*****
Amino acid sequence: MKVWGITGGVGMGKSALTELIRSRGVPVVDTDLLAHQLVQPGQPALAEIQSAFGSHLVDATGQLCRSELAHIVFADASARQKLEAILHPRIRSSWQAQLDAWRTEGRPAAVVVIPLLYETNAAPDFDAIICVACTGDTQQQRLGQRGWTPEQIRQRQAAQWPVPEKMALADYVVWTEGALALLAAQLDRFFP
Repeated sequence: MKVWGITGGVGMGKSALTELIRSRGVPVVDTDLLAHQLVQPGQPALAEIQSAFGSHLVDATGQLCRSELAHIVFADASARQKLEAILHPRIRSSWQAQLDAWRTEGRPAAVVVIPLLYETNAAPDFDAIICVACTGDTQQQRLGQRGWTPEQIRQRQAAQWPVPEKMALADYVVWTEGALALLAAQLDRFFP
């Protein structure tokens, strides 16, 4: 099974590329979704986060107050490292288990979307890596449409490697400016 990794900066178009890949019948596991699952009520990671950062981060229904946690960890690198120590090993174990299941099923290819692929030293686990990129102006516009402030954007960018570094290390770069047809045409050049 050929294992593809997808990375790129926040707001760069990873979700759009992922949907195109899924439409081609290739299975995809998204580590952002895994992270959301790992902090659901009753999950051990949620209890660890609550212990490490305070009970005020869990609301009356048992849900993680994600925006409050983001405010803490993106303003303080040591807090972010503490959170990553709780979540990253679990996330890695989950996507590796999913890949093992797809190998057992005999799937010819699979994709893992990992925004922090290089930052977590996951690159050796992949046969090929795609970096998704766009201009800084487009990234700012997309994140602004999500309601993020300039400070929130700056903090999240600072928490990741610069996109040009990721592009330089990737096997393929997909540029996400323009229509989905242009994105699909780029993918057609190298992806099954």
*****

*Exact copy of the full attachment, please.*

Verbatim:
Amino acid sequence: MKVWGITGGVGMGKSALTELIRSRGVPVVDTDLLAHQLVQPGQPALAEIQSAFGSHLVDATGQLCRSELAHIVFADASARQKLEAILHPRIRSSWQAQLDAWRTEGRPAAVVVIPLLYETNAAPDFDAIICVACTGDTQQQRLGQRGWTPEQIRQRQAAQWPVPEKMALADYVVWTEGALALLAAQLDRFFP
Repeated sequence: MKVWGITGGVGMGKSALTELIRSRGVPVVDTDLLAHQLVQPGQPALAEIQSAFGSHLVDATGQLCRSELAHIVFADASARQKLEAILHPRIRSSWQAQLDAWRTEGRPAAVVVIPLLYETNAAPDFDAIICVACTGDTQQQRLGQRGWTPEQIRQRQAAQWPVPEKMALADYVVWTEGALALLAAQLDRFFP
């Protein structure tokens, strides 16, 4: 099974590329979704986060107050490292288990979307890596449409490697400016 990794900066178009890949019948596991699952009520990671950062981060229904946690960890690198120590090993174990299941099923290819692929030293686990990129102006516009402030954007960018570094290390770069047809045409050049 050929294992593809997808990375790129926040707001760069990873979700759009992922949907195109899924439409081609290739299975995809998204580590952002895994992270959301790992902090659901009753999950051990949620209890660890609550212990490490305070009970005020869990609301009356048992849900993680994600925006409050983001405010803490993106303003303080040591807090972010503490959170990553709780979540990253679990996330890695989950996507590796999913890949093992797809190998057992005999799937010819699979994709893992990992925004922090290089930052977590996951690159050796992949046969090929795609970096998704766009201009800084487009990234700012997309994140602004999500309601993020300039400070929130700056903090999240600072928490990741610069996109040009990721592009330089990737096997393929997909540029996400323009229509989905242009994105699909780029993918057609190298992806099954």